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Tuesday, March 16, 2010

Gear Up For The National Parks

Accessories to help you make the most out of any national parks shooting excursion

This Article Features Photo Zoom

Lally Cap
Camera Straps & Holsters
You’ll need a way to carry your gear, of course. One great way to haul lots of gear with you in the field is by photo backpack (see Gadget Bag: Photo Backpacks in this issue). If you’ll be wandering around all day with a camera strapped around your neck, you’ll want something better than the strap that comes with the camera. Neoprene straps have a little give that greatly reduces the apparent weight of camera and lens for more comfortable carrying. Shoulder straps provide easier shooting access. Here are some good examples.

OP/Tech’s Classic neoprene neckstrap is inexpensive and makes a camera feel a lot lighter. Lowepro’s Voyager C combines breathable neoprene with reinforced nylon webbing. Tamrac’s N-5057 Neoprene Boomerang features an ergonomic design for added comfort. The UPstrap shoulder strap provides quick access and makes it easy to carry a second camera weighing up to four pounds with no worries about it slipping off your shoulder. The Cotton Carrier allows you to carry one or two cameras at the ready, with the weight on your shoulders rather than your neck, a lifesaver when spending a day in the field. HoldSLR provides secure, hands-free yet always ready transport, as does the Camera Holster leather camera case. Kata, Skooba and Zing also make good straps.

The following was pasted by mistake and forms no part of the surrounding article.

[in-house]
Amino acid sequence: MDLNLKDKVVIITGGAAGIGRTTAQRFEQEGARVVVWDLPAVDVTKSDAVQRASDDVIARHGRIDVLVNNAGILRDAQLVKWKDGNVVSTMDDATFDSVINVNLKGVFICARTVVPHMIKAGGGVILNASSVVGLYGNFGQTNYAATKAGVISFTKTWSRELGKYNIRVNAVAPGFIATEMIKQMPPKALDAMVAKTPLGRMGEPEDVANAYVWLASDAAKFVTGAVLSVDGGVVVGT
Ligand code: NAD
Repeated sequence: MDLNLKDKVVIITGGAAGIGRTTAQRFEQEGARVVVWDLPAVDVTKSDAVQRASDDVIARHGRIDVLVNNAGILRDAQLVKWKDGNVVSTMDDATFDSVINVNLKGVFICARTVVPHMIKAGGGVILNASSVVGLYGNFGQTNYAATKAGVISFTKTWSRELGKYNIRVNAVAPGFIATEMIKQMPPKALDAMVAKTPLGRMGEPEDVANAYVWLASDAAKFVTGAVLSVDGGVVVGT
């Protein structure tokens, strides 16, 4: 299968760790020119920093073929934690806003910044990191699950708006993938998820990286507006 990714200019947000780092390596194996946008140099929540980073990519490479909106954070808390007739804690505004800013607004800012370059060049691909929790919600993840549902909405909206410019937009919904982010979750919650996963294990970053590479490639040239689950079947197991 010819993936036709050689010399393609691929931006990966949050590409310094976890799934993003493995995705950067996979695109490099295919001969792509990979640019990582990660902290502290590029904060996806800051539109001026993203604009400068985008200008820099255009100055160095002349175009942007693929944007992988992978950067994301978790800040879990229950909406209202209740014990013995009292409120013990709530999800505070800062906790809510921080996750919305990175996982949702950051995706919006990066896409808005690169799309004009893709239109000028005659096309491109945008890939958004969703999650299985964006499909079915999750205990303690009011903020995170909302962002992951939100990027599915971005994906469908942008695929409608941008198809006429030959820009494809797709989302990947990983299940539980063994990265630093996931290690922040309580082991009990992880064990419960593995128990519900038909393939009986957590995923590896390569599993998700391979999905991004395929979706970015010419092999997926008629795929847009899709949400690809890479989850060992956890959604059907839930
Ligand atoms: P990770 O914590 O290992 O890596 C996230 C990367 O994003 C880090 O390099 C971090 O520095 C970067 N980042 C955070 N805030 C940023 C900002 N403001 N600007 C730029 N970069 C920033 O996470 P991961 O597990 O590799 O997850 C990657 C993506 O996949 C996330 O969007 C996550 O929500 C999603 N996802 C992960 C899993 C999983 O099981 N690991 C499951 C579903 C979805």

Hoodman HoodLoupe
Cleaning Gear
Field use is much tougher on camera gear than indoor use so you should bring some cleaning gear. A powerful bulb air blower removes much dust from cameras and lenses safely. After removing dust with the blower, use a microfiber cloth to clean lenses and another to clean LCD monitors and viewfinder eyepieces.

Each time you change lenses in the field, dust can enter the camera and settle on the image sensor assembly (one good reason to use zoom lenses when possible). Once there, the dust will appear in every shot you make. Many current DSLRs come with built-in sensor-dust removers, which use high-frequency vibrations to shake dust off the sensor assembly. But eventually, even these cameras will start showing sensor dust spots. You can use a bulb blower to remove some of this(follow the instructions in the camera manual). When the dust spots persist, you can send your camera to a repair shop for professional cleaning or use a cleaning kit such as one of the Arctic Butterfly rotating sensor brush kits from VisibleDust (again, carefully following the kit’s instructions; the camera warranty doesn’t cover any damage you do when cleaning the sensor yourself). Sensor cleaning should be done in a dust-free environment (your hotel room’s bathroom or your vehicle in a pinch), not in the field. For more on cleaning, go to www.digitalphotopro.com and search for DPP Solutions: Defeating Dust.

Good cleaning kits are available from Delkin Devices, Dust-Aid, Giottos, Kinetronics, Photographic Solutions and the aforementioned VisibleDust.

Other Useful Items
There are additional items that can make your national park photo visit more enjoyable and productive. A GPS unit can help you find sites and mark them for easy return when the light is better. The HoodLoupe from Hoodman makes it easy to see images and menus on the camera’s LCD monitor in all lighting conditions. And a white-balance aid can help you get perfect white balance in just about any lighting situation—with the Lally Cap and the ExpoImaging Expo Disc, you don’t even need to carry a gray card.


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